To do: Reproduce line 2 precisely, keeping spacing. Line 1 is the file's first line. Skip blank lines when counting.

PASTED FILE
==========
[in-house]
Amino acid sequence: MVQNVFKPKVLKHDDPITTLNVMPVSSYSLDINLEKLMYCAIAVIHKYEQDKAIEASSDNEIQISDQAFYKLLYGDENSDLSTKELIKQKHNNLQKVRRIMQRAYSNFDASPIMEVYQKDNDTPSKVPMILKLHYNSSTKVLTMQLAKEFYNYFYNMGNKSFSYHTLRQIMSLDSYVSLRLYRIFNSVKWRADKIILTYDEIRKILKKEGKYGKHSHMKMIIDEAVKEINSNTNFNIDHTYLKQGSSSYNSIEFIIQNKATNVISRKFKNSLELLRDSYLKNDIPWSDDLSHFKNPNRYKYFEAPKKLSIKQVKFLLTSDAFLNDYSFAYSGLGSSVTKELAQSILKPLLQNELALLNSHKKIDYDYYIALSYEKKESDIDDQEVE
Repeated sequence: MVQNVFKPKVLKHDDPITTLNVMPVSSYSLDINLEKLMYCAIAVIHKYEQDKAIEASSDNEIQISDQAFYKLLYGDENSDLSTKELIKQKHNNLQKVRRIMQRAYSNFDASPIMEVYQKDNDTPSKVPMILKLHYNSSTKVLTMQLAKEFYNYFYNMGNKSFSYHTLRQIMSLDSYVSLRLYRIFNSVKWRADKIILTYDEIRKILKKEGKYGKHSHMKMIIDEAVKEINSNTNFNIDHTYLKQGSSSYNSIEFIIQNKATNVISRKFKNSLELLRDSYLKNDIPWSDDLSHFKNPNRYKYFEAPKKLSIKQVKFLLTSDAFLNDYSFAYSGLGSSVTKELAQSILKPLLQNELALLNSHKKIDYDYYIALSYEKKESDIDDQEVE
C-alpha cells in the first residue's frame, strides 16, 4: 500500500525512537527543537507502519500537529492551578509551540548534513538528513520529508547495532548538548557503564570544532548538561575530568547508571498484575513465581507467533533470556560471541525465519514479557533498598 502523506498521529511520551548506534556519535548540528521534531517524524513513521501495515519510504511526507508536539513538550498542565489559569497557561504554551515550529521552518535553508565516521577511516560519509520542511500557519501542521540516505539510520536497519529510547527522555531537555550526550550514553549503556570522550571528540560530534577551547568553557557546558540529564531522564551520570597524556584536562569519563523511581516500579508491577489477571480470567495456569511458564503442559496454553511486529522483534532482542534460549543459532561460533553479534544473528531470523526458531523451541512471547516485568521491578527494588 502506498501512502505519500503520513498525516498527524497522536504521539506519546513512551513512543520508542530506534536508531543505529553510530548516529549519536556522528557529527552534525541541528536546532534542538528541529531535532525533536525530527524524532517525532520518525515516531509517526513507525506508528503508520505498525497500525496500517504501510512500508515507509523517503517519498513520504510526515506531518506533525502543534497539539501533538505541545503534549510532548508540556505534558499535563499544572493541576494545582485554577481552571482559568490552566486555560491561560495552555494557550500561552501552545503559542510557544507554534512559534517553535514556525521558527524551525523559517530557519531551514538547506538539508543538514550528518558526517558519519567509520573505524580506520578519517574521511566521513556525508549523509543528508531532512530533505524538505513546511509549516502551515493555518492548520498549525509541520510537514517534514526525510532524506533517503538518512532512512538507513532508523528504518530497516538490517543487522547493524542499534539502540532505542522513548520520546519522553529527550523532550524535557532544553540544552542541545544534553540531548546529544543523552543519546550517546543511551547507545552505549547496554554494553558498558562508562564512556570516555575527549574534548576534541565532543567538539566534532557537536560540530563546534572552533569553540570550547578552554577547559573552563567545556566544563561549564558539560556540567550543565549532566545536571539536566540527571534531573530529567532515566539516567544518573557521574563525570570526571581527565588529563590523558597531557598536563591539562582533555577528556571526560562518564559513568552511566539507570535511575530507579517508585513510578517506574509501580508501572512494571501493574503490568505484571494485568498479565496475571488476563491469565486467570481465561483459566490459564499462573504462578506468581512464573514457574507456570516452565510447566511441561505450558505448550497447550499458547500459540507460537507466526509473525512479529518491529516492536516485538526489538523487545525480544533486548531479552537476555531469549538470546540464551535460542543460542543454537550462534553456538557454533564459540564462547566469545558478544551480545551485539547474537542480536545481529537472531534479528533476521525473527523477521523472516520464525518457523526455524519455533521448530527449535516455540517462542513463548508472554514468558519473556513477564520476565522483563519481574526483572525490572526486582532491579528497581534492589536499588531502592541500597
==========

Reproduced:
Amino acid sequence: MVQNVFKPKVLKHDDPITTLNVMPVSSYSLDINLEKLMYCAIAVIHKYEQDKAIEASSDNEIQISDQAFYKLLYGDENSDLSTKELIKQKHNNLQKVRRIMQRAYSNFDASPIMEVYQKDNDTPSKVPMILKLHYNSSTKVLTMQLAKEFYNYFYNMGNKSFSYHTLRQIMSLDSYVSLRLYRIFNSVKWRADKIILTYDEIRKILKKEGKYGKHSHMKMIIDEAVKEINSNTNFNIDHTYLKQGSSSYNSIEFIIQNKATNVISRKFKNSLELLRDSYLKNDIPWSDDLSHFKNPNRYKYFEAPKKLSIKQVKFLLTSDAFLNDYSFAYSGLGSSVTKELAQSILKPLLQNELALLNSHKKIDYDYYIALSYEKKESDIDDQEVE